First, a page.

Uber's 2016 data breach affected 2.7 million United Kingdom users

In the hack 57 million Uber customers and drivers details were compromised

123RF In the hack 57 million Uber customers and drivers' details were compromised

Last week, Uber acknowledged that more than a year ago, it paid hackers a US$100,000 (NZ$145,050) ransom to destroy personal data they stole concerning more than 57 million of its customers and drivers.

A spokesman for Uber told the BBC the firm is not able to clarify how many United Kingdom drivers are included in the 2.7 million.

Under Washington's revised data breach law, businesses are required to notify consumers within 45 days if their personal information was accessed by an unauthorized person.

Uber spokeswoman Molly Spaeth said in an email the company is "committed to changing the way we do business".

Uber Technologies Inc has informed Britain's data protection regulator that about 2.7 million user accounts - representing the vast majority of people using the ride-hailing service in the country - were affected by a 2016 data breach.

Washington is the latest state to take Uber to court over its hidden data breach
YURI GRIPAS REUTERS Washington is the latest state to take Uber to court over its hidden data breach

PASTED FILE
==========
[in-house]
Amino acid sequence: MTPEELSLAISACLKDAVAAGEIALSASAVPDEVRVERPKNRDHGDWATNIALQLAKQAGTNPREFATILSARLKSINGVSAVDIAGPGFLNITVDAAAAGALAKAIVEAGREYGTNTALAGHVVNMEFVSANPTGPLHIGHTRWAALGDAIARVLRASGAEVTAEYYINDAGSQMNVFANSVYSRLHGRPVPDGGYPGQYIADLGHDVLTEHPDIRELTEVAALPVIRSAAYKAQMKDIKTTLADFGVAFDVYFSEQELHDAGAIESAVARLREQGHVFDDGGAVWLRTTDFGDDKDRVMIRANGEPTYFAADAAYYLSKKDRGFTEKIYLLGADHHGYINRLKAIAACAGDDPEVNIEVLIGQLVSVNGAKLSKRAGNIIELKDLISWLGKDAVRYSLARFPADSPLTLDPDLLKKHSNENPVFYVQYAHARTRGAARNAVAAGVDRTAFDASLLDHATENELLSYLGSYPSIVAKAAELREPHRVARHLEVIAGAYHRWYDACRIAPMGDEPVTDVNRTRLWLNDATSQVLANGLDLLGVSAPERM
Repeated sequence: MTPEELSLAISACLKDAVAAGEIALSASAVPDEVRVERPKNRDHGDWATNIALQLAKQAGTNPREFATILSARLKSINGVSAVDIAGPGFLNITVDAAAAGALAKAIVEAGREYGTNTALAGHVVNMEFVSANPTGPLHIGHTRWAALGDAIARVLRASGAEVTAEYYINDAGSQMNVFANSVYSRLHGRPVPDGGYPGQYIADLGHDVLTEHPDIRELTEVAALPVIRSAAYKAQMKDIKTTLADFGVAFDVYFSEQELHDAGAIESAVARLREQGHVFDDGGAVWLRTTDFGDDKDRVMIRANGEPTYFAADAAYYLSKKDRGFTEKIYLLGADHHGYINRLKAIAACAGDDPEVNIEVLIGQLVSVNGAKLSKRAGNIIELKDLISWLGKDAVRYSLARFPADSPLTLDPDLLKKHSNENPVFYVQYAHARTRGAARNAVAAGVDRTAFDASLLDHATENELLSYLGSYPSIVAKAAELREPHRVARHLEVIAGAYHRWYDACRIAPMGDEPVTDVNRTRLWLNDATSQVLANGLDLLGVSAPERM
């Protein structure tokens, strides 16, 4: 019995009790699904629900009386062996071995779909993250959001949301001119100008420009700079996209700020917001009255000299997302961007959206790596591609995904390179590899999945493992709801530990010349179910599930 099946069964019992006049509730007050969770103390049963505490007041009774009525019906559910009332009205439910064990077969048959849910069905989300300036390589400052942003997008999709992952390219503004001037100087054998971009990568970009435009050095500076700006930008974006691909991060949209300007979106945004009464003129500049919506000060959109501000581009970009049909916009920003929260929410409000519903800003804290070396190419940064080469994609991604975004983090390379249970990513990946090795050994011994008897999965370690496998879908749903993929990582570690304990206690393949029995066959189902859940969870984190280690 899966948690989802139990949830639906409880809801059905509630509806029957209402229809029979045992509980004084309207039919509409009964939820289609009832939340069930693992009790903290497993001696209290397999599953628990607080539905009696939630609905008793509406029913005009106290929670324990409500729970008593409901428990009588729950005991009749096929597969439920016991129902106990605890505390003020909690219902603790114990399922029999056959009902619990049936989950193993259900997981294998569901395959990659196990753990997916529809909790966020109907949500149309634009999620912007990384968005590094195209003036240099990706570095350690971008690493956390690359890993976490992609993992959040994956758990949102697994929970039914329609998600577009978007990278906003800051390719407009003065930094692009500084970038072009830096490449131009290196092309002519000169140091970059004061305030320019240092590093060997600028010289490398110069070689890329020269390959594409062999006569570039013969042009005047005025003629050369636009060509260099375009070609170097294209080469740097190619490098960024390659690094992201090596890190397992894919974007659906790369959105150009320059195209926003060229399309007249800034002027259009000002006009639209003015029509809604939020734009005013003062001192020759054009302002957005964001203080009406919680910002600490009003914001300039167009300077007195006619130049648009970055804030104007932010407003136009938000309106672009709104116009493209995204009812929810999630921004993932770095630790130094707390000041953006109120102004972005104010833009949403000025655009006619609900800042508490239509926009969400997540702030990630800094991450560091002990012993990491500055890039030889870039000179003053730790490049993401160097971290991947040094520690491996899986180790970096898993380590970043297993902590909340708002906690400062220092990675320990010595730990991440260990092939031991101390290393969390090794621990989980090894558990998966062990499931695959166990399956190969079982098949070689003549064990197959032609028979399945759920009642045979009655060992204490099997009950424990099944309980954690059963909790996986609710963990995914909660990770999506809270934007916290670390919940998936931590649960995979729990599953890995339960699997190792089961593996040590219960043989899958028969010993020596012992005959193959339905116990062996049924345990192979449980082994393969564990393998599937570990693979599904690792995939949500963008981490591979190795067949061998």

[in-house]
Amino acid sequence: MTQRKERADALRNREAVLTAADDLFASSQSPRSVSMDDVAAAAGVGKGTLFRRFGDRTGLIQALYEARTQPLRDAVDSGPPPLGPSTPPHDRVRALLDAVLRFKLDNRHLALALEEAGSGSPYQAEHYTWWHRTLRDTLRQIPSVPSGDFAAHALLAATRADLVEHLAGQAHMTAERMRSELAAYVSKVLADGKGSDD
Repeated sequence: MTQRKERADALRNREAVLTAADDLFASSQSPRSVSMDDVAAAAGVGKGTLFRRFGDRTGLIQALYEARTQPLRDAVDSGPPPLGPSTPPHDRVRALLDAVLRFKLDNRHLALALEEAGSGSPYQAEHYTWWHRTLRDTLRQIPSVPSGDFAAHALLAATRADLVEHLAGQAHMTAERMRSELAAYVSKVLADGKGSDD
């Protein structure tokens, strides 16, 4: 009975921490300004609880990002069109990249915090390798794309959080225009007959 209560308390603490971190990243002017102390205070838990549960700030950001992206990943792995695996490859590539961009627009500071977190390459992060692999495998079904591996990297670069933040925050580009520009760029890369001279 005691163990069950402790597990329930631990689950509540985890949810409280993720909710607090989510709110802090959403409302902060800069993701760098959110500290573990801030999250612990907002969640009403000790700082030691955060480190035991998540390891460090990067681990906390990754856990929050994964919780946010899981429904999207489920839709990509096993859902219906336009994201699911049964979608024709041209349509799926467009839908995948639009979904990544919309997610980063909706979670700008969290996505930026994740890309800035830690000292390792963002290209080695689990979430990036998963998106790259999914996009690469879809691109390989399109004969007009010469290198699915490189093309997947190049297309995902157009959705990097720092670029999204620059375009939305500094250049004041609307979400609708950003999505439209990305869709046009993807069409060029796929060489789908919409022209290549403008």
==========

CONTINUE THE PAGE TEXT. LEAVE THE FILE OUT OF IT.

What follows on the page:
About 50 million Uber passengers had their names, addresses and phone numbers breached, but the hackers also got driver's license numbers for about 7 million Uber drivers, including 10,888 in Washington, Ferguson said.

Ferguson's lawsuit is the first from a state, although attorneys general in New York, Missouri, Massachusetts, Connecticut and IL have begun investigations, and the city of Chicago and Cook County have filed a lawsuit. Almost 11,000 drivers in the state were affected.

"While Uber has repeatedly asserted that there has been no evidence of fraud or misuse tied to the incident, the concealment of a data breach bears serious consequences under the Data Privacy Act of 2012", according to Privacy Commissioner Raymund Liboro. "Consumers expect and deserve protection from disclosure of their personal information". Ferguson says that Uber did not notify his office until this month, more than a year after the breach. Under such a theory, he argues that Uber should face a penalty of several millions of dollars.

Uber failed to disclose the massive breach at the time, the company's new chief executive officer said last week.

However, Attorney General Ferguson contends that each day that Uber failed to report the breach to each of the drivers-as well as to his office-counts as a separate violation.

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